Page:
PGA Tour vs. Deadspin
Toward the end of January, Deadspin posted this pretty hilarious video of a sound guy biting it as Ryuji Imada prepared to tee off at the Humana Challenge. According to Deadspin's Barry Petchesky, the PGA Tour did not find the video nearly as funny.
It was not the pinnacle of sports commentary, but it was a guy falling down, and I thought it was pretty funny.
The PGA Tour disagreed. They sent us a nice little letter on PGA letterhead, noting that "deadspin.com is displaying unauthorized PGA TOUR video content....This footage could not have been captured except in violation of the PGA TOUR's on-site policies, and in violation of PGA TOUR's copyrights."
That letter insisting the video be taken down can be seen here.
Deadspin and the Gawker Media legal team responded to the PGA Tour, arguing fair use. The PGA Tour and their lawyers have since rejected that argument, as seen in this letter, stating, "Gawker used the most substantial, important, and commercially profitable portion of PGA TOUR's content."
We'll have to wait and see if further legal action is taken against Deadspin, but Petchesky seemed to find the entire squabble just as funny as the video that sparked it all.
Once again, we're talking about a guy falling down. If that's the most profitable portion of the entire Humana Challenge broadcast, they've got bigger problems than some tinpot website milking it for laughs. The video stays up. Damn the man, save the Empire.
Bubba ready to go home
It has been a whirlwind ride for Bubba Watson since winning the Masters, and now he is ready to get home to his wife and new son, reports Ryan Ballengee.
"I just want to go home and then see what it feels like to be a real dad and be there and support my wife and everything," Watson said Sunday. "So, that's where I really want to be right now."
Despite the exhausting schedule and missing home, Bubba still pulled together a T18 finish at the Zurich Classic, keeping his goal to finish every event in contention alive and well.
"Pretty good week being tired, coming back for the first time after winning the Masters, all this different media attention, you know, all the stuff that comes with it," he said. "It's something you got to get used to. Wears on you, tires you out. Somehow, I finished in the top 20. A lot of guys wished they did that. Not a bad week."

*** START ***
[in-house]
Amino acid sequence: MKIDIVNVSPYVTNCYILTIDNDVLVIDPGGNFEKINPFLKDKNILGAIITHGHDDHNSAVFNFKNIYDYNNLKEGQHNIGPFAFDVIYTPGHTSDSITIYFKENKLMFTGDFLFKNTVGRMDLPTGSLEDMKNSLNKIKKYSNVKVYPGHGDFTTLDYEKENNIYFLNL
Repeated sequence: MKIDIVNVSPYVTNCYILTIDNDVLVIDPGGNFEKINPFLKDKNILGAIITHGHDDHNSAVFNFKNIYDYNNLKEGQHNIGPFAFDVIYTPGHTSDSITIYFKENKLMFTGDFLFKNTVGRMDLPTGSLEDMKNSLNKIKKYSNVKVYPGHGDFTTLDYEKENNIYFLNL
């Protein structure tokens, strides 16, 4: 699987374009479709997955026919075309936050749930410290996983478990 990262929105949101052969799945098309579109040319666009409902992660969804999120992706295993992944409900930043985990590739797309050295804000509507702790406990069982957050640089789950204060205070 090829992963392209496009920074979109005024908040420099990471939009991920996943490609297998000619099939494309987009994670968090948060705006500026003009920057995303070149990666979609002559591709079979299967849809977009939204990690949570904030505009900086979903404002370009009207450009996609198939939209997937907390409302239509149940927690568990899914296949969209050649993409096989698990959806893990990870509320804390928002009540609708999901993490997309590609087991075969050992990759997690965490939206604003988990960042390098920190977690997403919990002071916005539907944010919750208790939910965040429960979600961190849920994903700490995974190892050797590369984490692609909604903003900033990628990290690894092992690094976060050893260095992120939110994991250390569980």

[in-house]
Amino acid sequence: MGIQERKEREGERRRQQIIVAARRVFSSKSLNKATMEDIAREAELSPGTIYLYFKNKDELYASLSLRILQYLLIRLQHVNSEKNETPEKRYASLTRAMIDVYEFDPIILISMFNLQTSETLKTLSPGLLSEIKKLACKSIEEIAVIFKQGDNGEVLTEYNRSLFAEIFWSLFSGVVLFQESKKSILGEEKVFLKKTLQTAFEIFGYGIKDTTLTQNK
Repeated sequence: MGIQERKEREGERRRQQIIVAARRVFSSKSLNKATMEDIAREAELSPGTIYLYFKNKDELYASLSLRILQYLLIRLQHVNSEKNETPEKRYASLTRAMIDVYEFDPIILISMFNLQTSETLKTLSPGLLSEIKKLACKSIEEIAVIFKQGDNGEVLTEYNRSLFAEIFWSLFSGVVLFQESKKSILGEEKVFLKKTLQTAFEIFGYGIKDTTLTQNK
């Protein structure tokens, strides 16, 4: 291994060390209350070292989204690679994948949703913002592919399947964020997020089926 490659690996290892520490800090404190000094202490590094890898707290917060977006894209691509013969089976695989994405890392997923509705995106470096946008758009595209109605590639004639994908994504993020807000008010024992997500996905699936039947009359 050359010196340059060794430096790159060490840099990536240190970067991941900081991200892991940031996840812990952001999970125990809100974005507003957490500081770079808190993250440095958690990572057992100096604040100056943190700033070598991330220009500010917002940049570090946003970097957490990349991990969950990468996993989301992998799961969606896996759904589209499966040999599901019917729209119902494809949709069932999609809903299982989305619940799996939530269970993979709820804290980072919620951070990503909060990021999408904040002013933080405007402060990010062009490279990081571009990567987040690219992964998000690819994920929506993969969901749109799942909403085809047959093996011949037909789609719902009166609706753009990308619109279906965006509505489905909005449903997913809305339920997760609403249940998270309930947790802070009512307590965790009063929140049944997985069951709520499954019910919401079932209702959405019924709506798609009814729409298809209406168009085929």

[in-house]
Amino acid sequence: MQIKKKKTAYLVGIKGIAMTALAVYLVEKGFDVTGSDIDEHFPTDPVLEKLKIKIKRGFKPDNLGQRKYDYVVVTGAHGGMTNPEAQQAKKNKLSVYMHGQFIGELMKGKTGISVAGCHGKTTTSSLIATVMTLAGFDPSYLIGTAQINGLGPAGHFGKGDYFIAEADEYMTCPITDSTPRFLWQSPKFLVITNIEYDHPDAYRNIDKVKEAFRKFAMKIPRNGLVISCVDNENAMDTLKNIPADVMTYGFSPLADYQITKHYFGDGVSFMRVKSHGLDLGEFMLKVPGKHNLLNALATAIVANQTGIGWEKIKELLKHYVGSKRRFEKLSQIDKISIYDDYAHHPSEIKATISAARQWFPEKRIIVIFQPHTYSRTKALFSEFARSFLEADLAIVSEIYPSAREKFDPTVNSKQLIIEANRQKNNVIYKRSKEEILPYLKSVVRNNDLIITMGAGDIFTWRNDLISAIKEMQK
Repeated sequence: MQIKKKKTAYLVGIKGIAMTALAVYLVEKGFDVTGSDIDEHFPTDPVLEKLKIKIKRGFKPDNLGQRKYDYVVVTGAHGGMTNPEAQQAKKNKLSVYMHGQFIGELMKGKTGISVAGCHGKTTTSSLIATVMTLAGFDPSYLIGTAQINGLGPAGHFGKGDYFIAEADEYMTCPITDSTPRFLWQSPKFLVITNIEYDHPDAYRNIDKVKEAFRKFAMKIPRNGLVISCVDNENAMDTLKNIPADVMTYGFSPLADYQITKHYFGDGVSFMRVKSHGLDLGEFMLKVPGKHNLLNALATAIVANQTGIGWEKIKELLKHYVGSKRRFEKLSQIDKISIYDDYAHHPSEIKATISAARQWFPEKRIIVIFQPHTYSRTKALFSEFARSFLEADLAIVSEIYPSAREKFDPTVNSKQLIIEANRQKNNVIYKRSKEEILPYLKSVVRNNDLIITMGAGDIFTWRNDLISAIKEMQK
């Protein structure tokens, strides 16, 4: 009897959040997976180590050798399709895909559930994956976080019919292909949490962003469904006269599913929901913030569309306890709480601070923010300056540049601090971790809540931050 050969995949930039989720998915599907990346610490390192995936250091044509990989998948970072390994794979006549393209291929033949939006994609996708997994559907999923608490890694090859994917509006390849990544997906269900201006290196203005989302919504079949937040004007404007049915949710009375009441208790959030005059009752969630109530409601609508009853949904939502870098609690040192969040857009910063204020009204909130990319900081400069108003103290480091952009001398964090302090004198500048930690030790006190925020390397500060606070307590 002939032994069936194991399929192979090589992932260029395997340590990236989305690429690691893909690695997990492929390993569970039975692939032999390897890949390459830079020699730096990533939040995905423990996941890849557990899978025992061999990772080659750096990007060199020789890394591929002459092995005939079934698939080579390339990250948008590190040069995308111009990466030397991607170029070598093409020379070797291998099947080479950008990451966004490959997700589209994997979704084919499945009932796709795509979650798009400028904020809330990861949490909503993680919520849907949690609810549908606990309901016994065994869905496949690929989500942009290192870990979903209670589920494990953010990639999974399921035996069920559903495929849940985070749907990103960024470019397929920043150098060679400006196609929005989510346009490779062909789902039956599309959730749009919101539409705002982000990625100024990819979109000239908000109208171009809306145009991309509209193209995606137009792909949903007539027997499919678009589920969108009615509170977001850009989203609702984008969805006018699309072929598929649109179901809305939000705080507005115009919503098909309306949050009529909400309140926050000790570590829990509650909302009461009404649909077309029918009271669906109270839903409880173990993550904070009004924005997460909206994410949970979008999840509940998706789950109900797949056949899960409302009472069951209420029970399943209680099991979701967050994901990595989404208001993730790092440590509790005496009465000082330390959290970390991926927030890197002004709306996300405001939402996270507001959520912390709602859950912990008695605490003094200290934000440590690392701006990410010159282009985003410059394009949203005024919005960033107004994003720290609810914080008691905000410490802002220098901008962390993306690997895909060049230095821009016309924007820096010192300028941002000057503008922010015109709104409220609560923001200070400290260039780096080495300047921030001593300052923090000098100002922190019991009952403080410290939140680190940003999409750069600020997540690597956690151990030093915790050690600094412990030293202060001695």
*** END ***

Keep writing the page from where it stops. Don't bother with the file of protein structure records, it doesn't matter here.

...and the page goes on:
Watson will skip this week's Wells Fargo Championship, but never fear, he'll be back in time for the Players — that is, unless he opts out for diaper duty.
"That's where I'm supposed to be. That's where I'm scheduled to play. We're going to go home and evaluate and see where we're at," he said.
Lexi's prom date controversy
Lexi Thompson is 17, and like thousands of teenagers across America, she'll be attending her high school prom in a few weeks. But Lexi isn't just any teenager, so she can't have just any date. She needs an American hero. By now you've probably seen the video in which she announces a contest for U.S. servicemen, who can upload a photo to her Facebook page in hopes of winning the chance to take her to prom. The video has sparked some controversy, and many in the media have deemed the stunt "creepy."
I'm scratching my head at the controversy. Clearly this is a calculated PR move -- everything Thompson does from this point forth essentially will be -- but creepy? It's not like Lexi is trying to knock down the door of 30-year-old servicemen, and she specifically states that candidates must be between the ages of 18 and 20. That doesn't seem like an unreasonable or inappropriate age range. But more importantly: it's simply a date to a high school prom.
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